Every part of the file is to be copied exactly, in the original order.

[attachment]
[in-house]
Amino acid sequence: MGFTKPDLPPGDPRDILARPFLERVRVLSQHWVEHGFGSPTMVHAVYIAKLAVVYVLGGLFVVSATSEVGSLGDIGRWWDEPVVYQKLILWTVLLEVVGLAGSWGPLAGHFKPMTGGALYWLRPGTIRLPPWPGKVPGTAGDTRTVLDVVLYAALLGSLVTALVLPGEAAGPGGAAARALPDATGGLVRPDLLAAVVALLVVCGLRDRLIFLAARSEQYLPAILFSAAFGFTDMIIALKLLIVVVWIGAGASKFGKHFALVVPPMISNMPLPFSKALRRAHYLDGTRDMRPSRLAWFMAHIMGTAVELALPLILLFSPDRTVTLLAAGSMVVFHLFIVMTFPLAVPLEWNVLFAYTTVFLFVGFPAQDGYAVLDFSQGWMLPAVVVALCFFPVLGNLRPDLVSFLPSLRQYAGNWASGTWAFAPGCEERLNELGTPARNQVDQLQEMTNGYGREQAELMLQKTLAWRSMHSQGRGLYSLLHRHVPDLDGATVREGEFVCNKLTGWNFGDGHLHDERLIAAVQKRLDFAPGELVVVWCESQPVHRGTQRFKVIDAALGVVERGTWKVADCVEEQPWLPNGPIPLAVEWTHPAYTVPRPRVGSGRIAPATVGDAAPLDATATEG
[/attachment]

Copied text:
[in-house]
Amino acid sequence: MGFTKPDLPPGDPRDILARPFLERVRVLSQHWVEHGFGSPTMVHAVYIAKLAVVYVLGGLFVVSATSEVGSLGDIGRWWDEPVVYQKLILWTVLLEVVGLAGSWGPLAGHFKPMTGGALYWLRPGTIRLPPWPGKVPGTAGDTRTVLDVVLYAALLGSLVTALVLPGEAAGPGGAAARALPDATGGLVRPDLLAAVVALLVVCGLRDRLIFLAARSEQYLPAILFSAAFGFTDMIIALKLLIVVVWIGAGASKFGKHFALVVPPMISNMPLPFSKALRRAHYLDGTRDMRPSRLAWFMAHIMGTAVELALPLILLFSPDRTVTLLAAGSMVVFHLFIVMTFPLAVPLEWNVLFAYTTVFLFVGFPAQDGYAVLDFSQGWMLPAVVVALCFFPVLGNLRPDLVSFLPSLRQYAGNWASGTWAFAPGCEERLNELGTPARNQVDQLQEMTNGYGREQAELMLQKTLAWRSMHSQGRGLYSLLHRHVPDLDGATVREGEFVCNKLTGWNFGDGHLHDERLIAAVQKRLDFAPGELVVVWCESQPVHRGTQRFKVIDAALGVVERGTWKVADCVEEQPWLPNGPIPLAVEWTHPAYTVPRPRVGSGRIAPATVGDAAPLDATATEG